Omnicom sails serenely on in Q3, avoiding most client rocks

Sir Martin Sorrell used to be fond of saying that big WPP rival Omnicom was a good operator but “had no strategy.”

Thanks goodness for that as the US marcoms giant sails (fairly) serenely on, reporting organic growth of 2.2 per cent in Q3 2019 (in stark contrast to another rival Publicis with -2.7 per cent) on revenue slightly down from $3.7bn to $3.6bn which Omnicom blamed on disposals and currency fluctuations.

Most of its core disciplines did OK although PR was down 3.4 per cent which CEO John Wren (below) said he was addressing. North America, including the US, and Europe were the strongest regions.

Also this week Omnicom won the big North America share of Disney’s $3bn global media account. Publicis succeeded in other parts of the world and kept ESPN.

Wren pointed to the growing importance of its in-house data offering Omni, bolstered by small acquisitions, which he said was nimbler and more attuned to client needs than the big data buys of rivals – Publicis has bought Epsilon for $4.4bn and Interpublic Acxiom for $2.2bn.

2.2 per cent is hardly a growth spurt of course, certainly in comparison to new rival on the block Accenture Interactive. Omnicom is vulnerable to further in-housing and cost-cutting by its clients in North America although not to the same extent that Publicis Groupe agencies have suffered at the hands of P&G in particular.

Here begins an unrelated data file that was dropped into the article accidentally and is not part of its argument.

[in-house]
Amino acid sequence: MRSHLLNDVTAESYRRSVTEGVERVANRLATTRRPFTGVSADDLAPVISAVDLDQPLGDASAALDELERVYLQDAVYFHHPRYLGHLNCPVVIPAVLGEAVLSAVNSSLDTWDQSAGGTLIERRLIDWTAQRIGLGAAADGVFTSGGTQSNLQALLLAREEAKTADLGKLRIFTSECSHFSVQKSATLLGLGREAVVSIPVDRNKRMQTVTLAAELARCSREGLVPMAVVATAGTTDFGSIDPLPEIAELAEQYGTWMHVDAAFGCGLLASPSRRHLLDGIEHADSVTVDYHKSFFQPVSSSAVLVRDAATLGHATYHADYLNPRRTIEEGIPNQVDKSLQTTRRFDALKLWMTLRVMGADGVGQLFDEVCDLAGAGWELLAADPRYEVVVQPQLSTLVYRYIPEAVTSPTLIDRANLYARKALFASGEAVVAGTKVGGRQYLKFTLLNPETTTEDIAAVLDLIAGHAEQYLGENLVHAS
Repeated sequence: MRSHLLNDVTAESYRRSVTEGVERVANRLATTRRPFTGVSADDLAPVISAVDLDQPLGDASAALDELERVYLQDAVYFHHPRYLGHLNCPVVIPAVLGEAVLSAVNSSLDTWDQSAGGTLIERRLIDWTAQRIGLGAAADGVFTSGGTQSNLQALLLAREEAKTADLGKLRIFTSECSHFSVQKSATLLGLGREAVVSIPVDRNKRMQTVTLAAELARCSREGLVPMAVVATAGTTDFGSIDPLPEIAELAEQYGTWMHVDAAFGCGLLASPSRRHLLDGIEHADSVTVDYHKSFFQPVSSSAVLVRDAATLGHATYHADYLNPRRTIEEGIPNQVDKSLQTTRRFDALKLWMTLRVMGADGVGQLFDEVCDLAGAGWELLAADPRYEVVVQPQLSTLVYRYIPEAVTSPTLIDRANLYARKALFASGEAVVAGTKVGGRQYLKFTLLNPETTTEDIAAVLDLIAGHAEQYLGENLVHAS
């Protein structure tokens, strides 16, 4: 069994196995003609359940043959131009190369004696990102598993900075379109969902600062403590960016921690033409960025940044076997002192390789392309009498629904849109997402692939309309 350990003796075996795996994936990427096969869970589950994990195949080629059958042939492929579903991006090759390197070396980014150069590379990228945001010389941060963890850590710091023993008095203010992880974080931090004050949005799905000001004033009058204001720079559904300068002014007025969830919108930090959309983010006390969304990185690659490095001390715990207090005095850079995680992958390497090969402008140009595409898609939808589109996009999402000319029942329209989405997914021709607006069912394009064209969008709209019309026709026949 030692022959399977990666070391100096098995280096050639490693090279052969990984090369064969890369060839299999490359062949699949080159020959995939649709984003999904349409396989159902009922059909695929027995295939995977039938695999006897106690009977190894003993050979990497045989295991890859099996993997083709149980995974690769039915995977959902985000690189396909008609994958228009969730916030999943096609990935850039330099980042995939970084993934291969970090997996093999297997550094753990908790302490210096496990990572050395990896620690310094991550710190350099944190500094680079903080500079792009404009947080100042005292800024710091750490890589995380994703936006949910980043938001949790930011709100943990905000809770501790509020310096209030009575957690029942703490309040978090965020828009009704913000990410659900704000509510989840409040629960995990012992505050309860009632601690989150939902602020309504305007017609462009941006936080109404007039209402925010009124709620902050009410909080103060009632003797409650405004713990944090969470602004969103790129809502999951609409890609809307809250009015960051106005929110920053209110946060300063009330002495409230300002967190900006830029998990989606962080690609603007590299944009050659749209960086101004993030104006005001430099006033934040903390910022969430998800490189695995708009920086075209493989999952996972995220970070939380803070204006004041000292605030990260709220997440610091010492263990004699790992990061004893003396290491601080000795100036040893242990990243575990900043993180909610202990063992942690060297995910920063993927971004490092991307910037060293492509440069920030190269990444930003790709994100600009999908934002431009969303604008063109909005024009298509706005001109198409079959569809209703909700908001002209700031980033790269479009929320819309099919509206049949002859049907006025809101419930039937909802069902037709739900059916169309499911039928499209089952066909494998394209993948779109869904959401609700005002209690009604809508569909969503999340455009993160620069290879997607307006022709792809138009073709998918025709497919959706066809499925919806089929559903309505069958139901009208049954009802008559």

Its well-established and profitable UK business may also suffer from Brexit, whatever form that may or may not take.

It’s tempting to see Omnicom as a company content to stick to its last although it’s not that long ago that Wren and then Publicis boss Maurice Levy gathered overlooking the Arc de Triomphe to announce a planned mega-merger.

Wren, who must be giving some thought to his eventual successor, may surprise everyone with a big deal.

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About Stephen Foster

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Stephen is a former editor of Marketing Week and London Evening Standard advertising columnist. He wrote City Republic for Brand Republic and is a partner in communications consultancy The Editorial Partnership.

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